Stantec’s Michelle Reyman explores how to manage the variety of specialists we rely on to develop a cohesive hybrid workplace experience.
Workplace design has become increasingly complex, and the pandemic significantly accelerated the technology-assisted evolution of the workplace. Hybrid workplace design, while not an entirely new phenomenon, has taken over the market as a dominate strategy. Both clients and designers now struggle with managing the complexity of the hybrid approach and determining the right solutions for their projects. Along with the complex demands of a hybrid work environment, we have seen social and environmental justice emerge as another layer of consideration in workplace design. For many client organizations environmental, social, and governance (ESG) assessments are further influencing the goals for design projects.
Starting with hybrid workplace design, we find it helpful to frame the concept of the workplace not as a physical space but as an experience. The physical environment is only one aspect of the total experience of a worker.
Because of this workplace decentralization, the role of technology and human resources in workplace design has expanded significantly as design teams and clients strive for a cohesive workplace experience.
Historically, a typical project team consists of the architectural/interior design team, mechanical/electrical/plumbing engineers, structural engineers, civil engineers, lighting designers, acoustic designers, audio-visual design, IT (information technology) & communications designer, and sustainability consultants. To capture all the factors that impact the employee’s workplace experience, the pool of specialists has grown. Today, design teams often include additional consultants to achieve project goals. Below we’ll review some of the specialists we often rely on to develop a cohesive workplace experience.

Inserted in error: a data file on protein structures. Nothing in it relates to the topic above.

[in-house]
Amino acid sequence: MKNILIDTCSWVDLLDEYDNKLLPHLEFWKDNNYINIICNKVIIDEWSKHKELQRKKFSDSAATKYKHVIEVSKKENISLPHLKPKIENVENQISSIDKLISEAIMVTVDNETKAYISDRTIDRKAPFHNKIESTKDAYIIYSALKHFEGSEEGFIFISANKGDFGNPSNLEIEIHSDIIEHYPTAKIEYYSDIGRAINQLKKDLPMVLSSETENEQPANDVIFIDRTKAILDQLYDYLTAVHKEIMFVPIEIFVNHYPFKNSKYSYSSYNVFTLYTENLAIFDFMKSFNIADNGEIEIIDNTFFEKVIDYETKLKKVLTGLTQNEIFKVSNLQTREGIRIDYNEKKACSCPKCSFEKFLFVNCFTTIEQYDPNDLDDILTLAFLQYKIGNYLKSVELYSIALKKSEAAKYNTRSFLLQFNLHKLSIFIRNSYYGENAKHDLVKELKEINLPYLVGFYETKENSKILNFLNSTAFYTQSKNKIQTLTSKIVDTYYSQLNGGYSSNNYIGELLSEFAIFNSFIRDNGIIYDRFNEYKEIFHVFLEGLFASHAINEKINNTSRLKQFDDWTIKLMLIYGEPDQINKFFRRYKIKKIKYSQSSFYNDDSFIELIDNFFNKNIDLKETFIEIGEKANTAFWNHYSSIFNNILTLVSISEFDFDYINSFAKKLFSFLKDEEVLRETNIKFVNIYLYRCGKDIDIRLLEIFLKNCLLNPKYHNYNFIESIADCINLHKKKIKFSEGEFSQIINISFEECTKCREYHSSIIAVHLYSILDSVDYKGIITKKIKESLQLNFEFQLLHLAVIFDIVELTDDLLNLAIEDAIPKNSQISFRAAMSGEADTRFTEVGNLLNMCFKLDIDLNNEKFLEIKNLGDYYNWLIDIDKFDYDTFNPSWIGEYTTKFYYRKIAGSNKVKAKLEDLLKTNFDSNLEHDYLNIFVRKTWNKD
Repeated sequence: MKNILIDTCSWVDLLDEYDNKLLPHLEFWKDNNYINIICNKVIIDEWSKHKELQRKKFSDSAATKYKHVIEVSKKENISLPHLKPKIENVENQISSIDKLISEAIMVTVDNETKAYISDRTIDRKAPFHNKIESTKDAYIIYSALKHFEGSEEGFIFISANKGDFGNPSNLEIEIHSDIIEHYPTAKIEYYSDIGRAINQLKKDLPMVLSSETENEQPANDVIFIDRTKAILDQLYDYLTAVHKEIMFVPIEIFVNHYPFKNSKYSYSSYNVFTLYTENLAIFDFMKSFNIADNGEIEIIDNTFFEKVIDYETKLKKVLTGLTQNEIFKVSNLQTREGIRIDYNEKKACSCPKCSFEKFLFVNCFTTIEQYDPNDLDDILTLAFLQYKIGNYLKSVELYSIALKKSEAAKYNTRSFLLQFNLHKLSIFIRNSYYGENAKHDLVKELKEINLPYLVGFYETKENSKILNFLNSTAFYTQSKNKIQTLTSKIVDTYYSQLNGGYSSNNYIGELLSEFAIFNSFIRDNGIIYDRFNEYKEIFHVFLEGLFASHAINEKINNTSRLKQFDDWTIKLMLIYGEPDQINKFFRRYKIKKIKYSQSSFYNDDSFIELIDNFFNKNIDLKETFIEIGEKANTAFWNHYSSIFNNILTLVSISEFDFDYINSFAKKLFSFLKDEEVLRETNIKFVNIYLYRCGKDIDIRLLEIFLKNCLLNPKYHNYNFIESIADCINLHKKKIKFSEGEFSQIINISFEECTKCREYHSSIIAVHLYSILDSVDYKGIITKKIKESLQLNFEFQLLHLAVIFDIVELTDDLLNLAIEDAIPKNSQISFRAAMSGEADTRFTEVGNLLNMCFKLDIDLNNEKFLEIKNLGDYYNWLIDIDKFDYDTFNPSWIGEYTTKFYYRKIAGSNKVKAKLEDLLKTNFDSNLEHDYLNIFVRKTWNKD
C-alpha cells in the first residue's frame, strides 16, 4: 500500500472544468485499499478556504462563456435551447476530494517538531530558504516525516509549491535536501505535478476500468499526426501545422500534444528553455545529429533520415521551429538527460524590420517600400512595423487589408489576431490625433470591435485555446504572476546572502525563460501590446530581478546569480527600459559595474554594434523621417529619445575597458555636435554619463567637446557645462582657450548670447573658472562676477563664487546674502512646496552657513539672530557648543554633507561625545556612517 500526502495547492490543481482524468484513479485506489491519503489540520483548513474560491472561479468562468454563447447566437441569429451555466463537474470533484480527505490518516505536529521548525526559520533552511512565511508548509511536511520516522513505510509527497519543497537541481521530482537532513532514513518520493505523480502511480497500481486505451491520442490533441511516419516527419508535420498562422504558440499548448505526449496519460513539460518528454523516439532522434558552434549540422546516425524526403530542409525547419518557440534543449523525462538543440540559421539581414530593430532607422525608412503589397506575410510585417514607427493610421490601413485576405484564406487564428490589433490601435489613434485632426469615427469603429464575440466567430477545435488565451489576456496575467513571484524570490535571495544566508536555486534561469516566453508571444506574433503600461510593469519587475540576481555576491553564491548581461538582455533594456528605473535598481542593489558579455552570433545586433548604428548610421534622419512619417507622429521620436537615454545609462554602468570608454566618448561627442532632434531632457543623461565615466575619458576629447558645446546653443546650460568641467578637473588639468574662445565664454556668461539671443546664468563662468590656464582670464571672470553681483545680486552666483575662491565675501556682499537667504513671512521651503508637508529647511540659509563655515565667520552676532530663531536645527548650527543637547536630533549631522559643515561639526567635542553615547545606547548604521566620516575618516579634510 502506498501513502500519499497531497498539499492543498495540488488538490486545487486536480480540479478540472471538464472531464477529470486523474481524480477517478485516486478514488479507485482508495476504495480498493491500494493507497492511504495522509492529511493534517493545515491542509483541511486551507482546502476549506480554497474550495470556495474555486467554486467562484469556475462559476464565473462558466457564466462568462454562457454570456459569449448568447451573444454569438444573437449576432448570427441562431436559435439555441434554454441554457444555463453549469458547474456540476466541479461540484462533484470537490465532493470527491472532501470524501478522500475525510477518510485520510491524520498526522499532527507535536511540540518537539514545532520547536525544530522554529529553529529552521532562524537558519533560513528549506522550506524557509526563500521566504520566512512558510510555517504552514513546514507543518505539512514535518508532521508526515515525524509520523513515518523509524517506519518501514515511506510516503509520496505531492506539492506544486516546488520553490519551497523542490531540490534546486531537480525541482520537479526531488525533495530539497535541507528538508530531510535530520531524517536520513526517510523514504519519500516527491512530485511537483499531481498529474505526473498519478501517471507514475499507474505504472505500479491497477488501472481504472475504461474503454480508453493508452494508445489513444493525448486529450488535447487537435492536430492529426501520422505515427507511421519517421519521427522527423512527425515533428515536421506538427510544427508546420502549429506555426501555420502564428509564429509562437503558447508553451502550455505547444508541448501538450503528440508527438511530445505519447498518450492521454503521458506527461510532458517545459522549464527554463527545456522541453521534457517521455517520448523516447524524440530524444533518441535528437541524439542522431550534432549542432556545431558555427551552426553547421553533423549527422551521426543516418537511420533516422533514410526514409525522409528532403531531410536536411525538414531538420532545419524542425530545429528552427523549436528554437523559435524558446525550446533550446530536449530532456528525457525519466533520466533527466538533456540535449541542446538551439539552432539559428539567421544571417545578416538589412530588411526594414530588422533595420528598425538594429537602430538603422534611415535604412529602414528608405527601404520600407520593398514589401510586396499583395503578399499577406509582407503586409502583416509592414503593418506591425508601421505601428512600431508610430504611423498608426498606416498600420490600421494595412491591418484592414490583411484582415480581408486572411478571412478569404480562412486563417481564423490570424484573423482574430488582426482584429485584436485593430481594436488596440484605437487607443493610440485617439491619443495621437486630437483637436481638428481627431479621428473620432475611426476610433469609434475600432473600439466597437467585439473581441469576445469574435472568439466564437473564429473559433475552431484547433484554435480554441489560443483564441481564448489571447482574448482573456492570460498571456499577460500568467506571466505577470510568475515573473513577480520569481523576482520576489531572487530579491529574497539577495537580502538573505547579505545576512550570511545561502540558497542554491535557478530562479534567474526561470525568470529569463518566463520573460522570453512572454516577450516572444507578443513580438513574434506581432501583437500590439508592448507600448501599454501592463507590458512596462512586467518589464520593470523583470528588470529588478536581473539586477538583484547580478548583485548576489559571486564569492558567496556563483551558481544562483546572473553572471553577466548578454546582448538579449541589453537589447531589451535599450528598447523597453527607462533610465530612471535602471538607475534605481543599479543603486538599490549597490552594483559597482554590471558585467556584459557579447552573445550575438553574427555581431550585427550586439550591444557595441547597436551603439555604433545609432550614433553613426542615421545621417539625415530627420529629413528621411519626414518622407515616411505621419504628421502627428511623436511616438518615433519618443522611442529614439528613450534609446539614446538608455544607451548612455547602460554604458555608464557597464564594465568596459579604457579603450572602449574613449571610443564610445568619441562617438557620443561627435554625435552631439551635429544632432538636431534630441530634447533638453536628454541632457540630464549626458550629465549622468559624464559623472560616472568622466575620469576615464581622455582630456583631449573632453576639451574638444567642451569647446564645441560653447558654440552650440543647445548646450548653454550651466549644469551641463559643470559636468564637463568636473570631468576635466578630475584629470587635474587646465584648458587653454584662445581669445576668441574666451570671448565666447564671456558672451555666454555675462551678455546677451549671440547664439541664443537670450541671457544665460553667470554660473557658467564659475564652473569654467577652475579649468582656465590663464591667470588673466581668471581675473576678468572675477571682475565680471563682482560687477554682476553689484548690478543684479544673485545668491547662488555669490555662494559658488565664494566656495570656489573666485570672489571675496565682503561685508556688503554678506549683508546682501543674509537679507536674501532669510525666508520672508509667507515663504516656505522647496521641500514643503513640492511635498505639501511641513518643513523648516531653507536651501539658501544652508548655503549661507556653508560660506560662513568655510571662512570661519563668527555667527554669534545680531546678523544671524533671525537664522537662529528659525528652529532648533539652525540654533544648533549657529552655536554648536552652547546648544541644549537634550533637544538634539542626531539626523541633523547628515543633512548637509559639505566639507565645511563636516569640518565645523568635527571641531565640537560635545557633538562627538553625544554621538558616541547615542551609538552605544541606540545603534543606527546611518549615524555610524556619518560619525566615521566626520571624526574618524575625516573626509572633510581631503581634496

Workplace Strategy & Change Management
The term ‘workplace strategy’ has exploded in use over the past few years. Workplace strategy is the process of engagement with an organization to understand their needs and goal(s) and develop a strategy for achieving those goals by way of the workplace experience. A workplace strategist can be a critical team member for the project and should be brought into the project at inception. The strategist will engage with stakeholders at various levels of the organization to understand issues that may impede or enhance the organizations’ ability to achieve their operational and/or performance goals.
The strategist’s objective is to define organizational goals and create buy-in to an overall strategy for achieving those organizationally defined goals. They utilize consensus building exercises to align stakeholders across the organization and will work with a change management consultant to facilitate change in the organization. Not all the recommendations they develop will be specific to the built environment. Their strategy recommendations can include anything that shapes the workplace experience: human resource policy, culture, technology integration, communications, management, data collection, physical workplace, even the home environment.
A change management consultant takes a structured approach to guiding organizations through change, often using the Kubler-Ross stages of grief as the model for how individuals process change. The change management consultant works with the project team to develop and implement a change management plan which typically includes engagement events such as town hall meetings, site tours, status updates and educational sessions on how to use the tools embedded in the new workplace experience design. Training, often overlooked in traditional projects, is of the utmost importance to project success.
Sustainability & Wellness
The range of sustainability certifications available (for programs such as WELL Building Standard, LEED, Fitwel, Green Globes, etc.) and the need to monitor carbon impact on projects has generated a field of sustainability consultants, certification professionals., and specialists in energy modeling, commissioning, and carbon impact assessment.
Before the team engages a specialist, however, it’s important for the project team to understand the organization’s sustainability goals and how the project can support those goals. A sustainability consultant can help guide the discussion around priorities and advise on the best path forward. In some cases, the goals of the organization may require moving beyond the confines of a specific program to innovative approaches that aren’t yet captured by an established certification.